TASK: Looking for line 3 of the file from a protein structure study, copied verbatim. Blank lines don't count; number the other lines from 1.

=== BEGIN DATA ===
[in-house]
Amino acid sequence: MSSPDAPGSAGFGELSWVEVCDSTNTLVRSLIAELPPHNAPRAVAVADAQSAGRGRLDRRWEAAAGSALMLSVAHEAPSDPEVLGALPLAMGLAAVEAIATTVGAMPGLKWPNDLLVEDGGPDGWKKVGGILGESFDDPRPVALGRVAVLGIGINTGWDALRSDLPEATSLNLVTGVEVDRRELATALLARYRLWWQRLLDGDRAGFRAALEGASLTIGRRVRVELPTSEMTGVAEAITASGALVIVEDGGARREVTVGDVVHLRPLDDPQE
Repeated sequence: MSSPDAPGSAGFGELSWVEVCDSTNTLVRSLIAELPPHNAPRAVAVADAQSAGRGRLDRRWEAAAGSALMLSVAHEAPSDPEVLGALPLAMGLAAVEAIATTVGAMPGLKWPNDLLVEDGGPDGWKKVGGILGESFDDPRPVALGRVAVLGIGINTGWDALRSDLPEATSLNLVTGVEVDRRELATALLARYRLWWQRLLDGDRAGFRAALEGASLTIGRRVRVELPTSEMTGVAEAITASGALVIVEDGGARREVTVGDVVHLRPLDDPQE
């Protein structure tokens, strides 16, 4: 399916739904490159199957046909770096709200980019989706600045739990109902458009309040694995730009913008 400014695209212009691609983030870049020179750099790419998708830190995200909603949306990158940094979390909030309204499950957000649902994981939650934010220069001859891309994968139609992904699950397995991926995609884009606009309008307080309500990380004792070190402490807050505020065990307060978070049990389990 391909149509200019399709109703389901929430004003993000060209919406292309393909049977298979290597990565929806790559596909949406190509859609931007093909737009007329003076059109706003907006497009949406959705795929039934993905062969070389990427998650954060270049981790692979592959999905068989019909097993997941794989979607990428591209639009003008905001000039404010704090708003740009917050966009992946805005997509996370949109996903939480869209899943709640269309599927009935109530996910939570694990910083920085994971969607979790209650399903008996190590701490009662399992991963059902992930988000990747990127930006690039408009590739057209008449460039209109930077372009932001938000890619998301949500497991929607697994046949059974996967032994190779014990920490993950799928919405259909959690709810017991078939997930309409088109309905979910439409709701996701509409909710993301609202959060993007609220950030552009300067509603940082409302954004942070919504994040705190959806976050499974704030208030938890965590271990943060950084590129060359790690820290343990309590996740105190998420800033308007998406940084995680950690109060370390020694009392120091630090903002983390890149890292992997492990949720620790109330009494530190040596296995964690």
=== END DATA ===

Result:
Repeated sequence: MSSPDAPGSAGFGELSWVEVCDSTNTLVRSLIAELPPHNAPRAVAVADAQSAGRGRLDRRWEAAAGSALMLSVAHEAPSDPEVLGALPLAMGLAAVEAIATTVGAMPGLKWPNDLLVEDGGPDGWKKVGGILGESFDDPRPVALGRVAVLGIGINTGWDALRSDLPEATSLNLVTGVEVDRRELATALLARYRLWWQRLLDGDRAGFRAALEGASLTIGRRVRVELPTSEMTGVAEAITASGALVIVEDGGARREVTVGDVVHLRPLDDPQE